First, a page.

Yesterday, while hundreds of sites (including this one, along with Google, Wikipedia, and Reddit) were going black to protest SOPA and PIPA, the Supreme Court released its own copyright blackout, Golan v. Holder (PDF). Justice Ginsburg’s majority opinion held that the First Amendment did not prohibit reclaiming works from the public domain.
Justice Breyer, joined by Justice Alito, gave a stirring dissent. Copyright law, he said, must be “designed to encourage new production,” not just redistribute works already created. Re-copyrighting already-written works “does not encourage anyone to produce a single new work.” Instead, backwards-looking copyright grants create a serious public choice problem:
Whereas forward-looking copyright laws tend to benefit those whose identities are not yet known (the writer who has not yet written a book, the musician who has not yet composed a song), when a copyright law is primarily backward looking the risk is greater that Congress is trying to help known beneficiaries at the expense of badly organized unknown users who find it difficult to argue and present their case to Congress.
We see the same problem with SOPA and PIPA. The legislation pits organized incumbents against future innovators. Congress risks being captured by the lobbying power of current copyright industries, organized in the MPAA and RIAA, before the artists who have yet to create and the industries who support them can find their political voice. But the SOPAstrike reminds us that more than industry interests are at stake here — the general public, the editors of and users of Wikipedia, the contributors and readers of Reddit and the coders and browsers of Mozilla also create and bring value to the Internet.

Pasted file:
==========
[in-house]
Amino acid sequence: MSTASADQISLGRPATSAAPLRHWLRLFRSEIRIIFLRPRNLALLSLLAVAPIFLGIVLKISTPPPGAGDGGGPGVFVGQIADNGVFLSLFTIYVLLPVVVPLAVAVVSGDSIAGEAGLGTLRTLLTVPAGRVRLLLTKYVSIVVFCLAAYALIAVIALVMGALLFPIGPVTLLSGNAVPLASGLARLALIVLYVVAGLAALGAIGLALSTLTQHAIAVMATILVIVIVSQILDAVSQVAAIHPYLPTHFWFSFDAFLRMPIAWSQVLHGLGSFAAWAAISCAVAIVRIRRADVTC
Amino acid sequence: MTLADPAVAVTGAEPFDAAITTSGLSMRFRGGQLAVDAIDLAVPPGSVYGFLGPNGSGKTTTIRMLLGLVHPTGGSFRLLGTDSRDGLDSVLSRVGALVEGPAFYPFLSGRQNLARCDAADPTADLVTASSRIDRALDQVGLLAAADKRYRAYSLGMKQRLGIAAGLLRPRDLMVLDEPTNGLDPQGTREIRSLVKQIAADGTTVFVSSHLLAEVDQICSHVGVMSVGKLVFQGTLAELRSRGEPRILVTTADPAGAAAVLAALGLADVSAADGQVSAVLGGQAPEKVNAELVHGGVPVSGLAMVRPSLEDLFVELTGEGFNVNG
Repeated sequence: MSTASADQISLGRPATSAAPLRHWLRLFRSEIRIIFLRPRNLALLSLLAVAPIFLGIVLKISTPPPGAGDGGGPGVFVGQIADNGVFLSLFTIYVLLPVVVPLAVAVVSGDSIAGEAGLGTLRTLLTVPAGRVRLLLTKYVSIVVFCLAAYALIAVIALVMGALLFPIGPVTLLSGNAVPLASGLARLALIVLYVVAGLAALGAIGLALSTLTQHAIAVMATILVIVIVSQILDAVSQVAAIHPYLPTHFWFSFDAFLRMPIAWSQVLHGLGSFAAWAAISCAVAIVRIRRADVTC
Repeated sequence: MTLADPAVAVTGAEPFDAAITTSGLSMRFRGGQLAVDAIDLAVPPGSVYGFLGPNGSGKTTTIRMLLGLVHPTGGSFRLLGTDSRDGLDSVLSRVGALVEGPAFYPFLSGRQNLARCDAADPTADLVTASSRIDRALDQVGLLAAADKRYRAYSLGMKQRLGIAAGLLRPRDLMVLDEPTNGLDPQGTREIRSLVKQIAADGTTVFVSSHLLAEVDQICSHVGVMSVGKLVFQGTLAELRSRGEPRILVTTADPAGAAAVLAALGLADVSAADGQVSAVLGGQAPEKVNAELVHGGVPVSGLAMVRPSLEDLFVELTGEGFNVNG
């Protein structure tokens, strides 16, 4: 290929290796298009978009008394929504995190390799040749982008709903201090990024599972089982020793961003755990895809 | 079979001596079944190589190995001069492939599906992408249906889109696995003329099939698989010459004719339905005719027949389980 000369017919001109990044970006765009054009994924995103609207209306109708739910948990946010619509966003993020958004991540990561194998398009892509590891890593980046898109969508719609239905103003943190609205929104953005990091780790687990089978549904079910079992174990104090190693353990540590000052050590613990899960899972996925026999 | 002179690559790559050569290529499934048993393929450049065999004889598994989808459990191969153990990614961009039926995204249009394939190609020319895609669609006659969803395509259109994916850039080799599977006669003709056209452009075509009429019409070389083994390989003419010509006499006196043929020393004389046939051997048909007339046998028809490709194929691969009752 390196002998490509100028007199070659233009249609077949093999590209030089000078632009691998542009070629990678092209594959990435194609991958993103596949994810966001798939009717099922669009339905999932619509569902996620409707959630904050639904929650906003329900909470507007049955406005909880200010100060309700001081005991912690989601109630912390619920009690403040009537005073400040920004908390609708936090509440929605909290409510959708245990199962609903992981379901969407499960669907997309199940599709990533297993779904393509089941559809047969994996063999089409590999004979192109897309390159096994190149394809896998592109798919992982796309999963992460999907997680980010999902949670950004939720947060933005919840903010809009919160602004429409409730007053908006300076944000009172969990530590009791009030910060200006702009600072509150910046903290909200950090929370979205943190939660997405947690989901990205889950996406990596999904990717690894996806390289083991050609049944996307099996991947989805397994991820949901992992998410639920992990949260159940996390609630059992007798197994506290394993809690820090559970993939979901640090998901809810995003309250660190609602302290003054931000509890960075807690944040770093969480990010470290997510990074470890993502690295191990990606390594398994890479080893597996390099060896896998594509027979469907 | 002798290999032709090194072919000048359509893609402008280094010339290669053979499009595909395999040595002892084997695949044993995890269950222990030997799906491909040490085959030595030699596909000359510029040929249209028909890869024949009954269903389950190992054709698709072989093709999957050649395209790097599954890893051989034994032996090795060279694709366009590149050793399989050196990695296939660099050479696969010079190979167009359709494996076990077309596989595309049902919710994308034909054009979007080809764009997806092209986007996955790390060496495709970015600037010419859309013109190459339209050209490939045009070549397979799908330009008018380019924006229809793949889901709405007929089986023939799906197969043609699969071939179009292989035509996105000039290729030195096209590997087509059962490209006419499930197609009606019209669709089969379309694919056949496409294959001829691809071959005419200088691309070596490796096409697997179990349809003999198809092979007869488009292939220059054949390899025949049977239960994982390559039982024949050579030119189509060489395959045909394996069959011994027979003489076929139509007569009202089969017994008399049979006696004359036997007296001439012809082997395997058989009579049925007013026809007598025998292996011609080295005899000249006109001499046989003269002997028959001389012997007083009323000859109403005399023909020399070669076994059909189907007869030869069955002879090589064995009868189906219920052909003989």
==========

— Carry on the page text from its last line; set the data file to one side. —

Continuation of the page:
Golan reminds us too that we can’t count on the courts to help us where Congress gets copyright wrong. The majority leaves a great deal to Congressional discretion, as it did in Eldred (striking down a challenge to copyright term extension): “the Copyright Clause does not demand that each copyright provision, examined discretely, operate to induce new works.” In a chilling phrase, the Golan majority quotes the district court’s finding of a “settled rule that private censorship via copyright enforcement does not implicate First Amendment concerns.”
Perhaps a later Court will see the First Amendment as a stronger check on Congressional power to restrict speech in the name of copyright, but where we can’t count on 5 (Justices), defenders of free communications on the open Internet will need to count to 51% of Congress. Keep up the pressure, it’s having an impact!